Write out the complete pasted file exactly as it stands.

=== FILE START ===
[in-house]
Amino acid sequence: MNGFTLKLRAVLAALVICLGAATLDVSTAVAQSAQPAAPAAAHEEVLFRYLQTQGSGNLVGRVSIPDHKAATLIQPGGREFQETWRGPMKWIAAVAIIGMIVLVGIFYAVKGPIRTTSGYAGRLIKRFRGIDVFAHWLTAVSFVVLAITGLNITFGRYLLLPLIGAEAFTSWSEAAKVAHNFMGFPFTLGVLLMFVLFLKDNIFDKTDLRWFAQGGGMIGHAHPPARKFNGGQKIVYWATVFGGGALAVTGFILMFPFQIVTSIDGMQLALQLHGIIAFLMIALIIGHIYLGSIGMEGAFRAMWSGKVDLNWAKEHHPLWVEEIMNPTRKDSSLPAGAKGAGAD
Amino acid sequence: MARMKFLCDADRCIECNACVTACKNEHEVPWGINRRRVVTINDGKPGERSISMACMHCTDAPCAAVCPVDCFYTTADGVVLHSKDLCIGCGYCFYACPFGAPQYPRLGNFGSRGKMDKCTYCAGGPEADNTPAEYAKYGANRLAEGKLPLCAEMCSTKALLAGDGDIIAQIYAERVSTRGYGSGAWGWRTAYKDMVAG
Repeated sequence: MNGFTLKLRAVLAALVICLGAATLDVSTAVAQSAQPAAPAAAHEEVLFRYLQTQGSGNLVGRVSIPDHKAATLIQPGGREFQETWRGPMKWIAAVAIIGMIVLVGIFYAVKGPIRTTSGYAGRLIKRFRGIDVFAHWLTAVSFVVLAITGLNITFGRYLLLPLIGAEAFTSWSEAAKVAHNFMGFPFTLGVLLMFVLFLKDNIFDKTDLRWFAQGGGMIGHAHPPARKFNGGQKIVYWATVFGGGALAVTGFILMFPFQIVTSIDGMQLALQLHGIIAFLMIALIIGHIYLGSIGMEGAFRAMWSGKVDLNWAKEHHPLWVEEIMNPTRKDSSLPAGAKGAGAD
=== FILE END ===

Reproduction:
[in-house]
Amino acid sequence: MNGFTLKLRAVLAALVICLGAATLDVSTAVAQSAQPAAPAAAHEEVLFRYLQTQGSGNLVGRVSIPDHKAATLIQPGGREFQETWRGPMKWIAAVAIIGMIVLVGIFYAVKGPIRTTSGYAGRLIKRFRGIDVFAHWLTAVSFVVLAITGLNITFGRYLLLPLIGAEAFTSWSEAAKVAHNFMGFPFTLGVLLMFVLFLKDNIFDKTDLRWFAQGGGMIGHAHPPARKFNGGQKIVYWATVFGGGALAVTGFILMFPFQIVTSIDGMQLALQLHGIIAFLMIALIIGHIYLGSIGMEGAFRAMWSGKVDLNWAKEHHPLWVEEIMNPTRKDSSLPAGAKGAGAD
Amino acid sequence: MARMKFLCDADRCIECNACVTACKNEHEVPWGINRRRVVTINDGKPGERSISMACMHCTDAPCAAVCPVDCFYTTADGVVLHSKDLCIGCGYCFYACPFGAPQYPRLGNFGSRGKMDKCTYCAGGPEADNTPAEYAKYGANRLAEGKLPLCAEMCSTKALLAGDGDIIAQIYAERVSTRGYGSGAWGWRTAYKDMVAG
Repeated sequence: MNGFTLKLRAVLAALVICLGAATLDVSTAVAQSAQPAAPAAAHEEVLFRYLQTQGSGNLVGRVSIPDHKAATLIQPGGREFQETWRGPMKWIAAVAIIGMIVLVGIFYAVKGPIRTTSGYAGRLIKRFRGIDVFAHWLTAVSFVVLAITGLNITFGRYLLLPLIGAEAFTSWSEAAKVAHNFMGFPFTLGVLLMFVLFLKDNIFDKTDLRWFAQGGGMIGHAHPPARKFNGGQKIVYWATVFGGGALAVTGFILMFPFQIVTSIDGMQLALQLHGIIAFLMIALIIGHIYLGSIGMEGAFRAMWSGKVDLNWAKEHHPLWVEEIMNPTRKDSSLPAGAKGAGAD